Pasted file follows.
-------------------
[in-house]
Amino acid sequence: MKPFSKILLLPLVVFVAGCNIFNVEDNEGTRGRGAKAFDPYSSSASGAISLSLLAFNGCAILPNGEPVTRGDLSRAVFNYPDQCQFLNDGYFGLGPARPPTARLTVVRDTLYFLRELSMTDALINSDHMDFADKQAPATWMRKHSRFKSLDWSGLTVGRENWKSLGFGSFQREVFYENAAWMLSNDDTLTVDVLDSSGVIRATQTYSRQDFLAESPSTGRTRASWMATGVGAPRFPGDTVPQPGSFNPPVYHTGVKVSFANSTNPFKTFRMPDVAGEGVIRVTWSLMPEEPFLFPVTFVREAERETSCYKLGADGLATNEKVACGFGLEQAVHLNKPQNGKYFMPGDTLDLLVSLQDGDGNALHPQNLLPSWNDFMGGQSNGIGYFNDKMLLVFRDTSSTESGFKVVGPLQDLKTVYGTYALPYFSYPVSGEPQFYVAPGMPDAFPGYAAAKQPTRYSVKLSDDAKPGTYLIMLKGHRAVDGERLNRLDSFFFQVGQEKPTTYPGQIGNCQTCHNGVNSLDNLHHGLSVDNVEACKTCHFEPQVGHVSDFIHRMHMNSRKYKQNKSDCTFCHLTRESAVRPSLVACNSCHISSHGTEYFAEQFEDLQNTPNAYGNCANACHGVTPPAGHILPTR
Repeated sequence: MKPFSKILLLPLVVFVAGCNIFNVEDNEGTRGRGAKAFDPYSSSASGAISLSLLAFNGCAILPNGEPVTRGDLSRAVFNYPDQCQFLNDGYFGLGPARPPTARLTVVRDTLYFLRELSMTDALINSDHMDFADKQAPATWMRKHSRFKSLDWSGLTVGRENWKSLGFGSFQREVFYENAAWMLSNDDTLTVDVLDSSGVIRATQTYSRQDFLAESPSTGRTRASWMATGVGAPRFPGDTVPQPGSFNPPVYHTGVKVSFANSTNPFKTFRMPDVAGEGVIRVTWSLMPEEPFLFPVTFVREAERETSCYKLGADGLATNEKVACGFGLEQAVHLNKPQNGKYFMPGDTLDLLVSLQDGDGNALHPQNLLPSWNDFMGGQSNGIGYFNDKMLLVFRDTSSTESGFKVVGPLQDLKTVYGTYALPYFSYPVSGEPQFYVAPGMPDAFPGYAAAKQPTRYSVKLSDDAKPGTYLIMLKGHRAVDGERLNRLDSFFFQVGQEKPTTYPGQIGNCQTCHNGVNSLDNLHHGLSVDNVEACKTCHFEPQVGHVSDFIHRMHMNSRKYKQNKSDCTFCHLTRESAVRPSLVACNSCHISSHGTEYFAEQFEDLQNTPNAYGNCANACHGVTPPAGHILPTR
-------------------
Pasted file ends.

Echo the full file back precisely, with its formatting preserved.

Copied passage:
[in-house]
Amino acid sequence: MKPFSKILLLPLVVFVAGCNIFNVEDNEGTRGRGAKAFDPYSSSASGAISLSLLAFNGCAILPNGEPVTRGDLSRAVFNYPDQCQFLNDGYFGLGPARPPTARLTVVRDTLYFLRELSMTDALINSDHMDFADKQAPATWMRKHSRFKSLDWSGLTVGRENWKSLGFGSFQREVFYENAAWMLSNDDTLTVDVLDSSGVIRATQTYSRQDFLAESPSTGRTRASWMATGVGAPRFPGDTVPQPGSFNPPVYHTGVKVSFANSTNPFKTFRMPDVAGEGVIRVTWSLMPEEPFLFPVTFVREAERETSCYKLGADGLATNEKVACGFGLEQAVHLNKPQNGKYFMPGDTLDLLVSLQDGDGNALHPQNLLPSWNDFMGGQSNGIGYFNDKMLLVFRDTSSTESGFKVVGPLQDLKTVYGTYALPYFSYPVSGEPQFYVAPGMPDAFPGYAAAKQPTRYSVKLSDDAKPGTYLIMLKGHRAVDGERLNRLDSFFFQVGQEKPTTYPGQIGNCQTCHNGVNSLDNLHHGLSVDNVEACKTCHFEPQVGHVSDFIHRMHMNSRKYKQNKSDCTFCHLTRESAVRPSLVACNSCHISSHGTEYFAEQFEDLQNTPNAYGNCANACHGVTPPAGHILPTR
Repeated sequence: MKPFSKILLLPLVVFVAGCNIFNVEDNEGTRGRGAKAFDPYSSSASGAISLSLLAFNGCAILPNGEPVTRGDLSRAVFNYPDQCQFLNDGYFGLGPARPPTARLTVVRDTLYFLRELSMTDALINSDHMDFADKQAPATWMRKHSRFKSLDWSGLTVGRENWKSLGFGSFQREVFYENAAWMLSNDDTLTVDVLDSSGVIRATQTYSRQDFLAESPSTGRTRASWMATGVGAPRFPGDTVPQPGSFNPPVYHTGVKVSFANSTNPFKTFRMPDVAGEGVIRVTWSLMPEEPFLFPVTFVREAERETSCYKLGADGLATNEKVACGFGLEQAVHLNKPQNGKYFMPGDTLDLLVSLQDGDGNALHPQNLLPSWNDFMGGQSNGIGYFNDKMLLVFRDTSSTESGFKVVGPLQDLKTVYGTYALPYFSYPVSGEPQFYVAPGMPDAFPGYAAAKQPTRYSVKLSDDAKPGTYLIMLKGHRAVDGERLNRLDSFFFQVGQEKPTTYPGQIGNCQTCHNGVNSLDNLHHGLSVDNVEACKTCHFEPQVGHVSDFIHRMHMNSRKYKQNKSDCTFCHLTRESAVRPSLVACNSCHISSHGTEYFAEQFEDLQNTPNAYGNCANACHGVTPPAGHILPTR